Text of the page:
Yanagihara (The People in the Trees, 2013) takes the still-bold leap of writing about characters who don’t share her background; in addition to being male, JB is African-American, Malcolm has a black father and white mother, Willem is white, and “Jude’s race was undetermined”—deserted at birth, he was raised in a monastery and had an unspeakably traumatic childhood that’s revealed slowly over the course of the book. Two of them are gay, one straight and one bisexual. There isn’t a single significant female character, and for a long novel, there isn’t much plot. There aren’t even many markers of what’s happening in the outside world; Jude moves to a loft in SoHo as a young man, but we don’t see the neighborhood change from gritty artists’ enclave to glitzy tourist destination. What we get instead is an intensely interior look at the friends’ psyches and relationships, and it’s utterly enthralling. The four men think about work and creativity and success and failure; they cook for each other, compete with each other and jostle for each other’s affection. JB bases his entire artistic career on painting portraits of his friends, while Malcolm takes care of them by designing their apartments and houses. When Jude, as an adult, is adopted by his favorite Harvard law professor, his friends join him for Thanksgiving in Cambridge every year. And when Willem becomes a movie star, they all bask in his glow. Eventually, the tone darkens and the story narrows to focus on Jude as the pain of his past cuts deep into his carefully constructed life.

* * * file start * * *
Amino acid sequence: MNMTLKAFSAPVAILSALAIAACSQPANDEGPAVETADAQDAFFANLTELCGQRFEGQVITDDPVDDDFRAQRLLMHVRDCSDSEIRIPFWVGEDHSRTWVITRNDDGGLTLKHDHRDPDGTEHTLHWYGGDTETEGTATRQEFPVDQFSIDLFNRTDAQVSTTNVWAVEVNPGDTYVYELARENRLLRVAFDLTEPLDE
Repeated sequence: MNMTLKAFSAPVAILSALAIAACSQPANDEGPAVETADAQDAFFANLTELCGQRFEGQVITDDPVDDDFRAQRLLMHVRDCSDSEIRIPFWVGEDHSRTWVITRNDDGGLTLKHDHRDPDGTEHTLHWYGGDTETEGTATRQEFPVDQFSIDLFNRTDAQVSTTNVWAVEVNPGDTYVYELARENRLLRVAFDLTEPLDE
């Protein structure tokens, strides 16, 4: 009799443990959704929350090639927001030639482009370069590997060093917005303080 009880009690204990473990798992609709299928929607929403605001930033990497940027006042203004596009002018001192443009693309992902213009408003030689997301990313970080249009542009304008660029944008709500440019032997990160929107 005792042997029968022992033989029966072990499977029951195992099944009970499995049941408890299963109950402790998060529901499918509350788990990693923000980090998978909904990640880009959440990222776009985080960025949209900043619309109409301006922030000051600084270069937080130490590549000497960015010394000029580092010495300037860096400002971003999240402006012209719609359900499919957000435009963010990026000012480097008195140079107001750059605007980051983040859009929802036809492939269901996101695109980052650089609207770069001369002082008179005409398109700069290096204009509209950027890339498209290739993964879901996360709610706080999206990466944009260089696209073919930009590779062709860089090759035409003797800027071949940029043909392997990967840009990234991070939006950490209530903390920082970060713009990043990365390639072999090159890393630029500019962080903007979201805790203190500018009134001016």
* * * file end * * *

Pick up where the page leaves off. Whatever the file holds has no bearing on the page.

The phrase “tour de force” could have been invented for this audacious novel.

Pub Date: March 10, 2015

ISBN: 978-0-385-53925-8

Page Count: 720

Publisher: Doubleday

Review Posted Online: Dec. 22, 2014

Kirkus Reviews Issue: Jan. 1, 2015

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A strict report, worthy of sympathy.

THE CATCHER IN THE RYE

A violent surfacing of adolescence (which has little in common with Tarkington's earlier, broadly comic, Seventeen) has a compulsive impact.

"Nobody big except me" is the dream world of Holden Caulfield and his first person story is down to the basic, drab English of the pre-collegiate. For Holden is now being bounced from fancy prep, and, after a vicious evening with hall- and roommates, heads for New York to try to keep his latest failure from his parents. He tries to have a wild evening (all he does is pay the check), is terrorized by the hotel elevator man and his on-call whore, has a date with a girl he likes—and hates, sees his 10 year old sister, Phoebe. He also visits a sympathetic English teacher after trying on a drunken session, and when he keeps his date with Phoebe, who turns up with her suitcase to join him on his flight, he heads home to a hospital siege. This is tender and true, and impossible, in its picture of the old hells of young boys, the lonesomeness and tentative attempts to be mature and secure, the awful block between youth and being grown-up, the fright and sickness that humans and their behavior cause the challenging, the dramatization of the big bang. It is a sorry little worm's view of the off-beat of adult pressure, of contemporary strictures and conformity, of sentiment….

A strict report, worthy of sympathy.

Pub Date: June 15, 1951

ISBN: 0316769177

Page Count: -

Publisher: Little, Brown

Review Posted Online: Nov. 2, 2011

Kirkus Reviews Issue: June 15, 1951